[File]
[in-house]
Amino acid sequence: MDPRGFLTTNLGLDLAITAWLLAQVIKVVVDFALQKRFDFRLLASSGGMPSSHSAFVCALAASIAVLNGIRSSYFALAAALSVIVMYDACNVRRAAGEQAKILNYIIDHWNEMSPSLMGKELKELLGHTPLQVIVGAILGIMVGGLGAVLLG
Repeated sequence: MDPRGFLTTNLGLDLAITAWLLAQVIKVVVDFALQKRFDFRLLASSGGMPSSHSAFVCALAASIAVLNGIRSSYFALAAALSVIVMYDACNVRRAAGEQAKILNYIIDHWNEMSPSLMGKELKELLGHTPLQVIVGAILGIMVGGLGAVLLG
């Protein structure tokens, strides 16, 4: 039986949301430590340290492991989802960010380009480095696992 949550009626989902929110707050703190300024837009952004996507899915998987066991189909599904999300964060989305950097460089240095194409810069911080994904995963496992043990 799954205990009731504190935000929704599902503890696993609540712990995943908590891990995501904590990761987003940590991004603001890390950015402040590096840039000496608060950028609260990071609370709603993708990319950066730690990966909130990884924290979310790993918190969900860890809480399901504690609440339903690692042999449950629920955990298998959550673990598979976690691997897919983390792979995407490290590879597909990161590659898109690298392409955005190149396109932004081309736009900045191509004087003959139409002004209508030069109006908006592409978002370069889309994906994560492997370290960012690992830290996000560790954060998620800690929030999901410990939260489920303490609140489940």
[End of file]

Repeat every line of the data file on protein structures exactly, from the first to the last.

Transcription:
[in-house]
Amino acid sequence: MDPRGFLTTNLGLDLAITAWLLAQVIKVVVDFALQKRFDFRLLASSGGMPSSHSAFVCALAASIAVLNGIRSSYFALAAALSVIVMYDACNVRRAAGEQAKILNYIIDHWNEMSPSLMGKELKELLGHTPLQVIVGAILGIMVGGLGAVLLG
Repeated sequence: MDPRGFLTTNLGLDLAITAWLLAQVIKVVVDFALQKRFDFRLLASSGGMPSSHSAFVCALAASIAVLNGIRSSYFALAAALSVIVMYDACNVRRAAGEQAKILNYIIDHWNEMSPSLMGKELKELLGHTPLQVIVGAILGIMVGGLGAVLLG
């Protein structure tokens, strides 16, 4: 039986949301430590340290492991989802960010380009480095696992 949550009626989902929110707050703190300024837009952004996507899915998987066991189909599904999300964060989305950097460089240095194409810069911080994904995963496992043990 799954205990009731504190935000929704599902503890696993609540712990995943908590891990995501904590990761987003940590991004603001890390950015402040590096840039000496608060950028609260990071609370709603993708990319950066730690990966909130990884924290979310790993918190969900860890809480399901504690609440339903690692042999449950629920955990298998959550673990598979976690691997897919983390792979995407490290590879597909990161590659898109690298392409955005190149396109932004081309736009900045191509004087003959139409002004209508030069109006908006592409978002370069889309994906994560492997370290960012690992830290996000560790954060998620800690929030999901410990939260489920303490609140489940």